Sekou Toure
African Woman
African Woman

So many of our revolutionary leaders have written books, poems, and essays.  The great Thomas Sankara, our African Che and president of Burkina Faso, wrote about empowering women, people, getting away from debt, and the Burkinabé revolution.  Amilcar Cabral not only wrote poems, but also revolutionary essaysAgostinho Neto, the first president of Angola, also wrote poetry, just as Senegal’s first president Leopold Sedar Senghor.  So it seems quite natural to find out that Sekou Touré, the grandson of Samori Touré, the only African president to say ‘NO‘ to France and de Gaulle, also wrote poetry.  So here, I leave you with a poem by Sekou Touré, on Women of Africa, and their rightful place in the revolution.

Women of Africa,

Women of the Revolution!

You will rise up to apex

You will journey endlessly

At a walking pace of the social Revolution,

To the rhythm of cultural progress,

In the train of economic boom

To the great and beautiful city

Of the exacting ends

And were in leading

Your brothers, your husbands and

your children…

Women of Africa,

Women of the Revolution!

Equality is not offered,

It must be conquered.

To emancipate the women

Is to rid the society

Of its blemishes, its deformities

The conquest of science,

The mastery of Techniques

Will open to the Women the way

That of intra-social combat

Rendering her “subject and no longer object”.

-Ahmed Sekou Toure

‘Sous-Developpement’ de Charles Ngande / ‘Under-development’ by Charles Ngande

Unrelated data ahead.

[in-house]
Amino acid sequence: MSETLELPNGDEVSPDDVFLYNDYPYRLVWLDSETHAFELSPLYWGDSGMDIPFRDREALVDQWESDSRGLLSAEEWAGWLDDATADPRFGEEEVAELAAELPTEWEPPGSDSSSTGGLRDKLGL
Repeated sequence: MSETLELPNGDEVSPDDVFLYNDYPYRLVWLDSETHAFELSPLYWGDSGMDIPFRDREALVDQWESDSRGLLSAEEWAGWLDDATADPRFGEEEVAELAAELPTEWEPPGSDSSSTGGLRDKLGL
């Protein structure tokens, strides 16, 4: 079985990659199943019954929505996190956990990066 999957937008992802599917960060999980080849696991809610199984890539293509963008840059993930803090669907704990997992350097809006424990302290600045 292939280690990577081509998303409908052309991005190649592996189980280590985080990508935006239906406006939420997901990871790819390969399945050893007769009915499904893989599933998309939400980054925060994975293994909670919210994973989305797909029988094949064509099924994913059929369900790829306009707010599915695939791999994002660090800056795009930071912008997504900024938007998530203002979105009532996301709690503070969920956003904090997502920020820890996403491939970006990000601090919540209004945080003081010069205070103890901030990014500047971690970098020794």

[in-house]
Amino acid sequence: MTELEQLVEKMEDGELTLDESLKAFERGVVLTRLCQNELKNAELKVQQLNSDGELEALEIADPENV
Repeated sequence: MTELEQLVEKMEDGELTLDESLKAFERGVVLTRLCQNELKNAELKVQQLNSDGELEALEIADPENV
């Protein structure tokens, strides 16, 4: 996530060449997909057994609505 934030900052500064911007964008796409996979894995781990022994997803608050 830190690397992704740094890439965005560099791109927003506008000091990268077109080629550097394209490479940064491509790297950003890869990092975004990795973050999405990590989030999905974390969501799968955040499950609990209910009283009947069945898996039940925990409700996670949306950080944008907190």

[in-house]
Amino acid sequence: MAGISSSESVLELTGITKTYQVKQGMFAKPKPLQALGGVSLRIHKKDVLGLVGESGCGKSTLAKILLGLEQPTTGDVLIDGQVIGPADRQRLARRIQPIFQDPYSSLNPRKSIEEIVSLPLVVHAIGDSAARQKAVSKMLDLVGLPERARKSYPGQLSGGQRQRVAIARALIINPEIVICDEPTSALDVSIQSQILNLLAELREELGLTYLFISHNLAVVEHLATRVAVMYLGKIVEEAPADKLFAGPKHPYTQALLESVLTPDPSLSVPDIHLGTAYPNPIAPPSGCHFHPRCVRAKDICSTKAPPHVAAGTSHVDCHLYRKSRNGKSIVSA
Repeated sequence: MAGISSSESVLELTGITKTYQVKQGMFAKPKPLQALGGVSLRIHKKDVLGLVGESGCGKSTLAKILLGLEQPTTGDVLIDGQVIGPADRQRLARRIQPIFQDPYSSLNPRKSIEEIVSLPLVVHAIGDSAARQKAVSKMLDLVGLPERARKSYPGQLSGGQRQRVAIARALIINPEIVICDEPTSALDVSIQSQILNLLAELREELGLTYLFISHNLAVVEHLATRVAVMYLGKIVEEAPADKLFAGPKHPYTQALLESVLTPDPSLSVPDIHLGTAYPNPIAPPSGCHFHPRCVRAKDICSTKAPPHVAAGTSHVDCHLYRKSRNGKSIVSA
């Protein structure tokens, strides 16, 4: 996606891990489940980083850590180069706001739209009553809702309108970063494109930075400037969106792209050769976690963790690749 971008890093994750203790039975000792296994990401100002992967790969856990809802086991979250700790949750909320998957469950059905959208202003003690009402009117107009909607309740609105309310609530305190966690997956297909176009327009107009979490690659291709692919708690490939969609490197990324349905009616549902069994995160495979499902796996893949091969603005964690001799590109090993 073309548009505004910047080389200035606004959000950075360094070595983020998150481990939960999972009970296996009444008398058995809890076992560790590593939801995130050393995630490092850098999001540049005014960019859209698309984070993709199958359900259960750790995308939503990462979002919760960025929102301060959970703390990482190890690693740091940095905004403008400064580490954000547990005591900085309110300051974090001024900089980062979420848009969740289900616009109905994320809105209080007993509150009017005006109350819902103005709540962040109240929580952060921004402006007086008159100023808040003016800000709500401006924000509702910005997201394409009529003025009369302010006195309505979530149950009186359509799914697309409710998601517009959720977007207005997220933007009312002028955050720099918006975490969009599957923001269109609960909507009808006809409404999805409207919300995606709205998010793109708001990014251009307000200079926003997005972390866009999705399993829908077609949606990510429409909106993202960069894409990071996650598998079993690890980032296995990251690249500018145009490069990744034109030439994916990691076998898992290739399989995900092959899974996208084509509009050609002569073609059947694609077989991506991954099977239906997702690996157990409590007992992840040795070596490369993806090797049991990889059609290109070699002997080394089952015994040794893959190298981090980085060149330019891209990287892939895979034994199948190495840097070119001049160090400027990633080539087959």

Corruption_2Thinking about all the wasted years of corruption, mismanagement, neo-colonialism, nepotism, and all the -isms going on in many African countries after independence, I thought of sharing with you this poem by the Cameroonian author Charles Ngande.  The poem can be found in Anthologie Négro Africaine by Lilyan Kesteloot, Edicef 1992, P. 329.  The English translation is offered to you by Dr. Y., http://www.afrolegends.com

Sous-développement

J’ai croqué tous mes rêves

Dans les fragiles écuelles de nos indépendances,

Assis

Dans les fauteuils

Des banques étrangères!

Under-development

I chewed all my dreams

In the fragile bowls of our independences,

Seated

In the armchairs

Of foreign banks!

“Je vous Remercie Mon Dieu” de Bernard B. Dadie / “I Thank You God” from Bernard Binlin Dadie

Today, We will look at a poem by the most celebrated Ivorian writer Bernard Binlin Dadié.  The poem below is titled “I Thank you God” or “I thank you my God,” and it is an ode to us Africans, raising the self-esteem.  Dadié writes here about his pride of being born Black, around independence, when the colonizer had almost beaten out of us our pride of being Black, our pride of being ‘us’.  Enjoy! a great poem from Bernard B. Dadié.